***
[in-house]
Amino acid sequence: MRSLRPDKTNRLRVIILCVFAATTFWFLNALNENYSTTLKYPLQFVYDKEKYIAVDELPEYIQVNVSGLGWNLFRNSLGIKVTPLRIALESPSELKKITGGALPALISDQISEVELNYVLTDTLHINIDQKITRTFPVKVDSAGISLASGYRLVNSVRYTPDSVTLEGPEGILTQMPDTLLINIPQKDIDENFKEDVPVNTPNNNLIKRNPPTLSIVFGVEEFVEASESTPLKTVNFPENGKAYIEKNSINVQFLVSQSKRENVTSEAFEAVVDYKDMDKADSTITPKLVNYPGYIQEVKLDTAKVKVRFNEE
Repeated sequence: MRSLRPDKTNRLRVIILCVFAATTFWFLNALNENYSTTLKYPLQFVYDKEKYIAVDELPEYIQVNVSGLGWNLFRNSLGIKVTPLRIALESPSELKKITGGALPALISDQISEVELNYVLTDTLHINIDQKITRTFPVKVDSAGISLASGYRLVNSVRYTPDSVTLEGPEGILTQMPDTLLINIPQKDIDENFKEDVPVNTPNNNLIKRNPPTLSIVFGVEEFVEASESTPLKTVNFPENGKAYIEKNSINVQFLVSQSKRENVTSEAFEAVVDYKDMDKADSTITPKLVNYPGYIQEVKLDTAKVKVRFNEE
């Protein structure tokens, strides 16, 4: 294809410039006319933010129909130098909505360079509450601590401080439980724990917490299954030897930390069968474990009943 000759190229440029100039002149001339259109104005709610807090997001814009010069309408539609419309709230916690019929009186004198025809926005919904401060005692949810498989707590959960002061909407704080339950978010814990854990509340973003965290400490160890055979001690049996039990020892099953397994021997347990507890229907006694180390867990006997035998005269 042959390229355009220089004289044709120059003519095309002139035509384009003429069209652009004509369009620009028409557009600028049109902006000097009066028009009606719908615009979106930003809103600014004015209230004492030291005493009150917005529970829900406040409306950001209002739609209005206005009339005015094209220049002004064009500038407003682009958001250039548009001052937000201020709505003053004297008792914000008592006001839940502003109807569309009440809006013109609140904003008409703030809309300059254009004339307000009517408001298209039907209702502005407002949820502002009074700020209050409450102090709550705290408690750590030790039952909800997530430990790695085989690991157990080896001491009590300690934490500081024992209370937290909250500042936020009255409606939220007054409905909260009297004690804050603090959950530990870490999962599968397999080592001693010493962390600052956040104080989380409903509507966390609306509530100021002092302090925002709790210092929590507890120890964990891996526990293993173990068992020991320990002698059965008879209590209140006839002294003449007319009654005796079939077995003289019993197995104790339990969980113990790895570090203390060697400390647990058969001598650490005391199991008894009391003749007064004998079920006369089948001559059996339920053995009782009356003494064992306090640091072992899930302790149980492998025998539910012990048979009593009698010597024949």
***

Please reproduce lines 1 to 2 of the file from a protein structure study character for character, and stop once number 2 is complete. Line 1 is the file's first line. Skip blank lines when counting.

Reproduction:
[in-house]
Amino acid sequence: MRSLRPDKTNRLRVIILCVFAATTFWFLNALNENYSTTLKYPLQFVYDKEKYIAVDELPEYIQVNVSGLGWNLFRNSLGIKVTPLRIALESPSELKKITGGALPALISDQISEVELNYVLTDTLHINIDQKITRTFPVKVDSAGISLASGYRLVNSVRYTPDSVTLEGPEGILTQMPDTLLINIPQKDIDENFKEDVPVNTPNNNLIKRNPPTLSIVFGVEEFVEASESTPLKTVNFPENGKAYIEKNSINVQFLVSQSKRENVTSEAFEAVVDYKDMDKADSTITPKLVNYPGYIQEVKLDTAKVKVRFNEE